pretty and good

Klint dress

Henriette in Denmark sent me this lovely dress from Rigetta Klint (click on the image to visit the website. Warning, the site plays music; really nice ambient music, but music nonetheless).

It's based on the traditional dress of Zanzibar, the kanga. The dress can be wrapped and worn a number of different ways, and Klint says:

On the design side it is immediately obvious to extend the idea of the kanga and produce an item of multifunctional clothing, i.e., an article that can be used as a skirt, top or dress according to need, and it's just as obvious not to cut up the beautiful textile more than necessary.

The dresses are produced in Zanzibar, and, in addition, 100 kroner (About US$15) from the sale of each dress goes directly to the women's cooperative on Zanzibar; they are using it to build a store to sell children's clothing to the tourists who visit there.

I am always in favor of clothing manufactured by women who maintain control over their working conditions and who share in the profits of their labor–especially when the clothing is as lovely as this.

I can't figure out a price or sizing information (even though the site is actually in English!), but if you're interested you can email — if you do, leave a comment and let the rest of us know!

0 thoughts on “pretty and good

  1. Cool–and how timely! My mother is an artist who for many years has both worn kangas and used them in her work. She got those kanga-tying instructions as a little printed booklet at least ten years ago, and when I was more waifish, I used to be able to wear the Crisscross Dress and the Elegant Dress. Mom mostly wears them as shawls. And the kitchen curtains in my ancestral apartment were made from kangas!Anyway, yesterday I went over for dinner and Mom offered me a now-too-large dress that she sewed out of kangas a couple of years ago. Naturally, I snatched it up, and I’m wearing it today. It has a matching shrug–“to show that you mean it,” she said–which I decided was too much for a weekday. I seem to recall that it’s from a McCall’s pattern and that she originally made it to wear to a wedding. It’s intense–red, black, yellow, and white, with big flowers right on the, ahem, girls. It’s very “Hello! Here we are!” I’ll post a picture later.You can see some of Mom’s paintings on her gallery’s Web site; she has a show there until July 22. The border of the righthand painting in the Take It Back/Work It Babe diptych is made from kangas, and the format of most of the pieces–fabric border with boxed painting title at the bottom–is based on kangas, also. In fact, now that I look at it closely, the border on that particular painting is made from the same print as my dress, but with a blue ground instead of red. Check it out!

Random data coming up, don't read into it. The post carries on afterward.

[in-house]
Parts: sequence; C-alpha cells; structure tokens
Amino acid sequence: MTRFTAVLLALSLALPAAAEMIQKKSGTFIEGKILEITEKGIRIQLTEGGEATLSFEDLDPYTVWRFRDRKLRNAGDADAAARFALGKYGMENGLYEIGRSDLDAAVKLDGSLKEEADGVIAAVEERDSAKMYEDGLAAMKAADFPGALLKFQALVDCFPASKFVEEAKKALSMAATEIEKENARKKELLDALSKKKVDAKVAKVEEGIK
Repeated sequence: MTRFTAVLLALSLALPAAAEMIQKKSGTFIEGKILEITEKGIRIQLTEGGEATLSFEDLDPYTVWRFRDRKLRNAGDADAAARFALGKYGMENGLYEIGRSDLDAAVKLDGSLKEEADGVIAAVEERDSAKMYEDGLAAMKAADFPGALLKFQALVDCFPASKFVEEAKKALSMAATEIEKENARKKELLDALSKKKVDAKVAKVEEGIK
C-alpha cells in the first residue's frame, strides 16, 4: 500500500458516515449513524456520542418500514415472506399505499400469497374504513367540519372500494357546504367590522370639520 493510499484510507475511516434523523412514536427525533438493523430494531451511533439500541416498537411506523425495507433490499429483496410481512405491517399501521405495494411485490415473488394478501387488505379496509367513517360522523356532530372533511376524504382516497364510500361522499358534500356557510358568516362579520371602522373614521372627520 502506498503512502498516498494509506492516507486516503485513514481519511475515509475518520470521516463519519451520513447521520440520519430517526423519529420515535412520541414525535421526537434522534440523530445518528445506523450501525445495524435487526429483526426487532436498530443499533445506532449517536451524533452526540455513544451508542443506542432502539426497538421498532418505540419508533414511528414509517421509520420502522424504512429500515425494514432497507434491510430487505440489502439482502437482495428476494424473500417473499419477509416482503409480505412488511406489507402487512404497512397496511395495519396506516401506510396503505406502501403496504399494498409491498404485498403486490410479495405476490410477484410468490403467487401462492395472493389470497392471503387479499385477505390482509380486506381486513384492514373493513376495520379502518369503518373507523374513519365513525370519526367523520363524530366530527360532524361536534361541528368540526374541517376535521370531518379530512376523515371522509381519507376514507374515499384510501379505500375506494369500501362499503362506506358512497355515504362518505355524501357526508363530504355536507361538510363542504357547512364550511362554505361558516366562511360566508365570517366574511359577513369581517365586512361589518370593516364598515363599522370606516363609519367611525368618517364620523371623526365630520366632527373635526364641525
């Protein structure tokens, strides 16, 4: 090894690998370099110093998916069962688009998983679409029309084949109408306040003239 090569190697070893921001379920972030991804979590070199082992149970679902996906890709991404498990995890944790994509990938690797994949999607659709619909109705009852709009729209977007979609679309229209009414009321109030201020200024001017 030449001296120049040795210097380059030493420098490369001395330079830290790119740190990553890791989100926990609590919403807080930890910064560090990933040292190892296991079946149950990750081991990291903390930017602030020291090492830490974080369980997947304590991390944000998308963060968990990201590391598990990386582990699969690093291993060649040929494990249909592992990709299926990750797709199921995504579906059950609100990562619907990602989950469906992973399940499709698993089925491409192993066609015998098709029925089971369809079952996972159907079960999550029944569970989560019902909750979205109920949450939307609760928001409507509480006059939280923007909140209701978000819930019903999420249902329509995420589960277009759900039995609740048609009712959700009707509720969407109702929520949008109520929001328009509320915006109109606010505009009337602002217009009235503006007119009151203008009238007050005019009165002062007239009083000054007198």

2. my blog is juliagaletti and i am trying to unionize the garment industry in foreign countrys where women are underpaid and their children starve so i formed the blog 4f fair fabrics for females if you would like to comment i read about zazibar co ops and denmark is alovely country


  3. I love it! I’m clueless as to how to work a kanga, but now I feel the motivation to figure it all out. How versatile!


  4. thanks for posting this Erin. I love all the kanga wraps except the one you have on this page (too choke-y at the neck).


  5. Hi!Very interesting site! It is a lot of perfect .I want to exchange links with your site.Inform me please, if it is interesting to youThank,


  6. India your moms art work is wonderful!!! Your dress is great.Erin, I love the Kanga dress you posted. I want one!!! I dont know if I could figure out how to wear it but I love it. Shannon thankyou for posting that link.


  7. I love this dress! It definitely has an african feel, but when I first saw it, I thought it looked a bit like a kimono or yukata with the way it’s cut at the top.


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